Though the simple mechanics of the modern bicycle seem to leave little room for improvement, new materials and technologies continue to refine this human-powered machine. Our suggestions for your next zero-gallons-per-mile vehicle are functional, socially responsible and sustainable.
Elite bike builder Craig Calfee first developed a bamboo bike prototype in Santa Cruz, where its functionality and earthy appeal made it an instant success. After a trip to Africa, he realized that locals could manufacture bamboo bikes to provide a source of income through exports as well as affordable and non-polluting transportation to the communities. With help from Zambikes, the Peace Core, and Cyclists for Cultural Exchange, "Bambooseros" shops have opened in Ghana, Zambia, Mexico and Uganda and there are plans for more in the Philippines, Cambodia, and El Salvador. Not only does buying a bamboo bike support the green economy in poor countries, but the bikes themselves are also remarkably robust: bamboo is shock-absorbent, as strong as carbon due to its hollow interior and fracture-resistant nodes, doesn't rust, and costs a whole lot less. Ironman triatheletes even testify to riding faster on bamboo bikes than carbon frame ones.
The Contortionist Folding Bike
Lack of space to lock or store bikes in cities is one of the biggest barriers to would-be bike commuters. One solution: a design that allows you to fold up your bike and take it with you wherever you go. While folding bikes have been on the market for years, their small wheels, bulky profile, and greasy chains are not an ideal solution. But the Contortionist Folding Bike seems to have solved these problems. A full-sized bike that can be manufactured in existing bike plants, with hydraulics instead of a chain to power the back wheel, and a sleek form that can unhinge and twist to the size of a single wheel, this bike could be the one that makes folding bikes mainstream. Although it is still in prototype phase, and its long-term durability is still questionable, manufacturers and bikers alike are lining up.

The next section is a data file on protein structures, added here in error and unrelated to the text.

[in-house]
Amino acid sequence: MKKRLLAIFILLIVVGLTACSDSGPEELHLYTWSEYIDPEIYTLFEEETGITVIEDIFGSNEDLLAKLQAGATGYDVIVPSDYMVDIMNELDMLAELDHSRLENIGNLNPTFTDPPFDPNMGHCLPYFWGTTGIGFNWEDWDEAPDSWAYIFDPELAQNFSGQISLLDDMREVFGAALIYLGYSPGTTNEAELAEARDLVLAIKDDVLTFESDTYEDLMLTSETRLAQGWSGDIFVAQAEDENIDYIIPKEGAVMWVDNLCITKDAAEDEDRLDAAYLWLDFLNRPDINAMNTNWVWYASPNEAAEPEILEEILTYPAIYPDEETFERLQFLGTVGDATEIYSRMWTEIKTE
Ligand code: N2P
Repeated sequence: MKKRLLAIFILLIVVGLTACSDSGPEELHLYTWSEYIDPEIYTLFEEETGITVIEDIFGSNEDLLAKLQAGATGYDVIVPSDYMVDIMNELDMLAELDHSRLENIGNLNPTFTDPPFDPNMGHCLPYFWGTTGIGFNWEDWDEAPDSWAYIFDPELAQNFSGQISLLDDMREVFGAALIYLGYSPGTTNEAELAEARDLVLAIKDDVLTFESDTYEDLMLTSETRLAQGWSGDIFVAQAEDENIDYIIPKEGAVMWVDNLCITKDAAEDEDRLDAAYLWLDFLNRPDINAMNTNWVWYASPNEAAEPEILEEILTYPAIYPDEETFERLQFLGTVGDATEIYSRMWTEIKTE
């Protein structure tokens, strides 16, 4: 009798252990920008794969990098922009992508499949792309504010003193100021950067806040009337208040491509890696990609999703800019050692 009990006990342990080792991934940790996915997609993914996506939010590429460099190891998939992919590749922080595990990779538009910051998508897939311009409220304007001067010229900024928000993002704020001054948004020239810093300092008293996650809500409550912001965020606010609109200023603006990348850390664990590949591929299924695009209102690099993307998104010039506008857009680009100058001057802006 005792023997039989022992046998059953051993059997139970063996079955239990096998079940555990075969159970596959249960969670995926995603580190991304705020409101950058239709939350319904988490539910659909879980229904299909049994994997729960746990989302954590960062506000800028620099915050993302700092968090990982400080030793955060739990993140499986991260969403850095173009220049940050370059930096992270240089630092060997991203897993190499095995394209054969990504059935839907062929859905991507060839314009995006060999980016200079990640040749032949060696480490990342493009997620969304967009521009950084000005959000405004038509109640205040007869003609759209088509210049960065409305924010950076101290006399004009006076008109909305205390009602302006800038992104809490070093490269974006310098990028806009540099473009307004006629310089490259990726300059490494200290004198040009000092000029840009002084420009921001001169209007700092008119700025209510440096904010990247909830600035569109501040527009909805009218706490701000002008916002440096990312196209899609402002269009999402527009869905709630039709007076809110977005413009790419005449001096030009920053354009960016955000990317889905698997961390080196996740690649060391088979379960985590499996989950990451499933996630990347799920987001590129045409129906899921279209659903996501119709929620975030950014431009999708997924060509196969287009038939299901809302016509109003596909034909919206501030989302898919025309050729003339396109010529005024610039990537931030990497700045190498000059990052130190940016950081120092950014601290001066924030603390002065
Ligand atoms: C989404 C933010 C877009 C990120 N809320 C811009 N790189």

Electric bikes haven't been so popular in the past because of design flaws: they were often heavy, sometimes unreliable, and they looked clunky. But slimmer, lighter and faster models are popping up, making this mode of transportation a true solution for long, hilly urban treks. The Schwinn electric bikes are particularly pretty, with 18 mph speed and a battery that lasts three years (most electric bike batteries need to be replaced annually). It is, however, a little more costly. At a lower price point -- albeit with some extra weight and a battery that needs replacing more often -- is the EZip Electric from Walmart. For only $350, it's certainly cheaper and healthier than a gas guzzler, and it can travel up to 25 mph for 25 miles on one charge if you use the motor only for hills (10 miles if you use it liberally).
If you are looking for a quality ebike be sure to check out the new Trek line. It is based on the BionX system and the engineering looks great.
Does the contortionist bike actually work? When you look at the youtube clip, you notice that a) it doesn't have a chain (or visible alternative), nor pedals. Is this actually close to production?
I would like to get a better picture of that Bamboo bike...it looks HOOTTT!
Rather surprising: recumbents, recumbent trikes and velomobiles with the same motor configuration are usually overlooked! Not complaining- I am just commenting and wondering 'why?'